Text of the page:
Filmmaker got their start early with VHS camcorder

Filmmaker got their start early with VHS camcorder

Charli Brissey, assistant professor of dance in the School of Music, Theatre & Dance, has worked at U-M since 2018 teaching film, composition and technique classes in the dance department.

As a teenager, Charli Brissey shot videos of family members and friends with a large VHS camcorder.

It was the beginning of an award-winning filmmaking career that mixes dance, science, technology, live-action and animation with innovation.

Brissey, who uses they and them pronouns, is an assistant professor of dance in the School of Music, Theatre & Dance. They love both dance and film, and said the latter allows them to express their creativity in new ways.

“What I like about filmmaking, it’s a different kind of palette of options,” Brissey said. “I can sort of bend time and space in ways I can’t do with dance.”

Part of Brissey’s video work, Revolution Study 1, 2016.

Brissey’s films have been presented in galleries, conferences, film festivals and performance venues around the world. Many of them include queer content or content centered around movement and dance.

The films are often categorized as experimental, meaning that they have a non-traditional narrative and are usually driven more by visual or kinetic qualities rather than a particular storyline.

One of their most recent projects, the video-animation hybrid film “Canis Major,” is about a writer who has writer’s block but is able to get through it with the help of their dog. The film toured to 17 countries and won multiple awards, including Best Experimental Film at OUTFEST and the Richmond International Film Festival.

Brissey doesn’t follow a set process or pattern when making a film.

“It’s always different. It’s always incredibly nonlinear or unplanned,” Brissey said. “I don’t do big storyboards. I don’t pre-plan a lot of content or editing. A lot of the actual shooting and editing is done pretty improvisationally, and it often changes as I go.”

Brissey’s love of filmmaking started in middle school.

“I had a big camcorder I would lug to school every day. I would write scripts and make my friends be the actors,” they said.

Brissey earned a Bachelor of Fine Arts degree in dance at Virginia Commonwealth University and went on to study kinetic imaging there.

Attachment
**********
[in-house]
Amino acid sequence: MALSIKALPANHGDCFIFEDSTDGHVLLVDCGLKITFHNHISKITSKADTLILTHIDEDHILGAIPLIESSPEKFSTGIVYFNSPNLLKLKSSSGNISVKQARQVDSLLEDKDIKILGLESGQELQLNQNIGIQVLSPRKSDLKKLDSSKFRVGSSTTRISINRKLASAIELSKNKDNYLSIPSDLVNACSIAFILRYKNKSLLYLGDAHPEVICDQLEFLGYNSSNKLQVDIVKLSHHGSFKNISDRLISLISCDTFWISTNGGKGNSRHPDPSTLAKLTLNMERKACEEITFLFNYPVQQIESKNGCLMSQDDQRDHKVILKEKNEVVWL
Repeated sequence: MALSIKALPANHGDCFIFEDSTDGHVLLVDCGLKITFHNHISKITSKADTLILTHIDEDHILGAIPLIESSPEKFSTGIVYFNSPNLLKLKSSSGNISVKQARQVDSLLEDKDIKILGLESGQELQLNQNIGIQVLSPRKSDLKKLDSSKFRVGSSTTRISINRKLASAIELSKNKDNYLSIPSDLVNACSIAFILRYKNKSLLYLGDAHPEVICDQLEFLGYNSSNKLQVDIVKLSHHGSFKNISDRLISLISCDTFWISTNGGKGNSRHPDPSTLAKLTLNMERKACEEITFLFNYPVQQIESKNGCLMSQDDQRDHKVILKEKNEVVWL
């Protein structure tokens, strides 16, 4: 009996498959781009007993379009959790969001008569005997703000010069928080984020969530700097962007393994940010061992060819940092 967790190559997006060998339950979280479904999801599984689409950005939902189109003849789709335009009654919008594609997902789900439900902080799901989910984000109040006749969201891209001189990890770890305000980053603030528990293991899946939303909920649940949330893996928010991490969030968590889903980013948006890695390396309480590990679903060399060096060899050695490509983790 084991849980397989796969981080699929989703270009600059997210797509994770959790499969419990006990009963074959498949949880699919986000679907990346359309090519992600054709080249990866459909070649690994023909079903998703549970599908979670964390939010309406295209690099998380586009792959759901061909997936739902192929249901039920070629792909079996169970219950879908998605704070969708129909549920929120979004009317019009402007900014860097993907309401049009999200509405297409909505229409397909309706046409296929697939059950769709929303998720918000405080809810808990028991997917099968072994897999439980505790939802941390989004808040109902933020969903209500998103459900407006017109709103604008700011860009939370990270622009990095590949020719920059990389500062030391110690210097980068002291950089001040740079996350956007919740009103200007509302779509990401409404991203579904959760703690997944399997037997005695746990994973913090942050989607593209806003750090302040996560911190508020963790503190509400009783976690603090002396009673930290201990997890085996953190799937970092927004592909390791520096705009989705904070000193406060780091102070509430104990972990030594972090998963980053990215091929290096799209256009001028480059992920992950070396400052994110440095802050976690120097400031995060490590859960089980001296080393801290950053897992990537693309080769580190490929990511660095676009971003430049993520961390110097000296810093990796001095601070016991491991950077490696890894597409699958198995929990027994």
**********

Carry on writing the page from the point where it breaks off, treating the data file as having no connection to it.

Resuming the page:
“That’s when I really dove into experimental video work and integrating my dance training with my filmmaking desires and skills,” they said.

Brissey has two master’s degrees, in kinetic imaging and in dance. They have worked at U-M since 2018 teaching film, composition and technique classes in the dance department.

Promotional image for “Future Fish.”

Brissey’s latest project, “future fish,” is set to premiere in March at the Jam Handy in Detroit. It is a live-performance iteration of “Agua Viva,” a multiyear research project exploring the choreography of oceans, water systems and the deep-sea floor as potentially radical sites for reimagining the terrestrial future.

Brissey and an MFA dance student will perform in the piece as the last two fish left in the sea. They hope to tour the East Coast and Midwest with “future fish” later this year.

Brissey also has a book project. “Dance We Must: Choreographies of Space, Time, and Emergent Matter(s)” integrates auto theory, speculative fiction and movement scores from U.S.-based dance artists to illuminate the potential of choreographic thinking in creating social-political-ecological landscapes.

Looking ahead, Brissey plans to continue finding new ways to reach people with their art.

“I want to keep making live performances and I want to keep making film work, so on stage and on screen, and just figuring out new ways to present all of that kind of work during the pandemic, and to engage audiences across geographies,” they said.

Q&A

What memorable moment in the workplace stands out?

Last winter I had an outdoor film shoot with dance majors where we put up a greenscreen in a foot of snow and danced on a tarp. It was the only way to make it happen because of COVID-19, and it was totally absurd and fantastic. Such a glimmer of joy amid so much loss and sadness. That project really helped me (us?) push through that awful pandemic winter.

What can’t you live without?

Dogs, books, good coffee, sparkling water, hats, copy editors.

Name your favorite spot on campus.  

I don’t know if this counts, but I really love Sava’s. It’s one of the first restaurants I went to during my campus visit, and whenever I have guest artists, visiting scholars or friends in town we almost always meet up there at the end of the workday. It’s become this place I definitely associate with work, but the funner side of work. The more social “after hours” part of the job that allows for different kinds of connections and conversations.

What inspires you?

I’m inspired by people who are bold and risky and hungry for new ideas. It doesn’t necessarily even matter what the project content is. It could be anything from food to quantum physicals to films. When people are really into what they’re doing — especially when it involves something bigger than just themselves — I find that energy very intoxicating.

What are you currently reading?

I tend to read many things at once. At the moment the two taking up most of my time are “Her Body and Other Parties” by Carmen Maria Machado and “A Body in Crisis” by Christine Greiner.

Who had the greatest influence on your career path?

I learned a lot about being an artist in academia from my mentors in grad school: Jennifer Monson, Tere O’Connor, Cynthia Oliver and Sara Hook. Without them I’d be a mess right now. Also Octavia Butler. Whenever I start feeling like I don’t know what I’m doing, Butler always gets me through.

This story was originally posted on The University Record.